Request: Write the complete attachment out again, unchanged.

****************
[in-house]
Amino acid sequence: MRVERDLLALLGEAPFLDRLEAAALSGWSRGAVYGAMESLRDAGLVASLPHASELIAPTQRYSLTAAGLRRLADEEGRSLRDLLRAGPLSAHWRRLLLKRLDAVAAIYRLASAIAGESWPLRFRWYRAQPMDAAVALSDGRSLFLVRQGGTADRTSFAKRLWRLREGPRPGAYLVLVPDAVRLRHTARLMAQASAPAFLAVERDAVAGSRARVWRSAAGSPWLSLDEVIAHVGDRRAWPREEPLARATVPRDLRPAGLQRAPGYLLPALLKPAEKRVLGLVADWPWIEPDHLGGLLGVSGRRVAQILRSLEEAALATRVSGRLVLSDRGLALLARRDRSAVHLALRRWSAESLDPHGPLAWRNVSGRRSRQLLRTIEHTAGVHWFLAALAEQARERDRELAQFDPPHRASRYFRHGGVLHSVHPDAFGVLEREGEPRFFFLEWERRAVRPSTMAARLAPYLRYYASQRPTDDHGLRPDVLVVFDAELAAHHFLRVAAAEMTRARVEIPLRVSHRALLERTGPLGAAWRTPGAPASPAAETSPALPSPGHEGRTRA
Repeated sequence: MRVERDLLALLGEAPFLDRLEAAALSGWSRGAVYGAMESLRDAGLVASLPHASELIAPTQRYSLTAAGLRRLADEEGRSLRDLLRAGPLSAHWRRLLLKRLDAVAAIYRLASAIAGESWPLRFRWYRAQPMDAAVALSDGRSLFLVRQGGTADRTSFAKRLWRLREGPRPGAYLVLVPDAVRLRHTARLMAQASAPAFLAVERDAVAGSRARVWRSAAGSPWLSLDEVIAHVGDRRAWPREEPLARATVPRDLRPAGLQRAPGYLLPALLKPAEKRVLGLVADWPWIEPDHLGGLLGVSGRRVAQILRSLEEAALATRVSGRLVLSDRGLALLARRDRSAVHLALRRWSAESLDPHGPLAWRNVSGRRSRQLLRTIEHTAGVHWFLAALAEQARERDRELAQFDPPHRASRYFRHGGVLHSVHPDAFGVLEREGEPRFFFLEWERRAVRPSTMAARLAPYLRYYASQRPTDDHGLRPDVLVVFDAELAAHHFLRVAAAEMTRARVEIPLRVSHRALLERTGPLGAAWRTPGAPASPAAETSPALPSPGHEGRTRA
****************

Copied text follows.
[in-house]
Amino acid sequence: MRVERDLLALLGEAPFLDRLEAAALSGWSRGAVYGAMESLRDAGLVASLPHASELIAPTQRYSLTAAGLRRLADEEGRSLRDLLRAGPLSAHWRRLLLKRLDAVAAIYRLASAIAGESWPLRFRWYRAQPMDAAVALSDGRSLFLVRQGGTADRTSFAKRLWRLREGPRPGAYLVLVPDAVRLRHTARLMAQASAPAFLAVERDAVAGSRARVWRSAAGSPWLSLDEVIAHVGDRRAWPREEPLARATVPRDLRPAGLQRAPGYLLPALLKPAEKRVLGLVADWPWIEPDHLGGLLGVSGRRVAQILRSLEEAALATRVSGRLVLSDRGLALLARRDRSAVHLALRRWSAESLDPHGPLAWRNVSGRRSRQLLRTIEHTAGVHWFLAALAEQARERDRELAQFDPPHRASRYFRHGGVLHSVHPDAFGVLEREGEPRFFFLEWERRAVRPSTMAARLAPYLRYYASQRPTDDHGLRPDVLVVFDAELAAHHFLRVAAAEMTRARVEIPLRVSHRALLERTGPLGAAWRTPGAPASPAAETSPALPSPGHEGRTRA
Repeated sequence: MRVERDLLALLGEAPFLDRLEAAALSGWSRGAVYGAMESLRDAGLVASLPHASELIAPTQRYSLTAAGLRRLADEEGRSLRDLLRAGPLSAHWRRLLLKRLDAVAAIYRLASAIAGESWPLRFRWYRAQPMDAAVALSDGRSLFLVRQGGTADRTSFAKRLWRLREGPRPGAYLVLVPDAVRLRHTARLMAQASAPAFLAVERDAVAGSRARVWRSAAGSPWLSLDEVIAHVGDRRAWPREEPLARATVPRDLRPAGLQRAPGYLLPALLKPAEKRVLGLVADWPWIEPDHLGGLLGVSGRRVAQILRSLEEAALATRVSGRLVLSDRGLALLARRDRSAVHLALRRWSAESLDPHGPLAWRNVSGRRSRQLLRTIEHTAGVHWFLAALAEQARERDRELAQFDPPHRASRYFRHGGVLHSVHPDAFGVLEREGEPRFFFLEWERRAVRPSTMAARLAPYLRYYASQRPTDDHGLRPDVLVVFDAELAAHHFLRVAAAEMTRARVEIPLRVSHRALLERTGPLGAAWRTPGAPASPAAETSPALPSPGHEGRTRA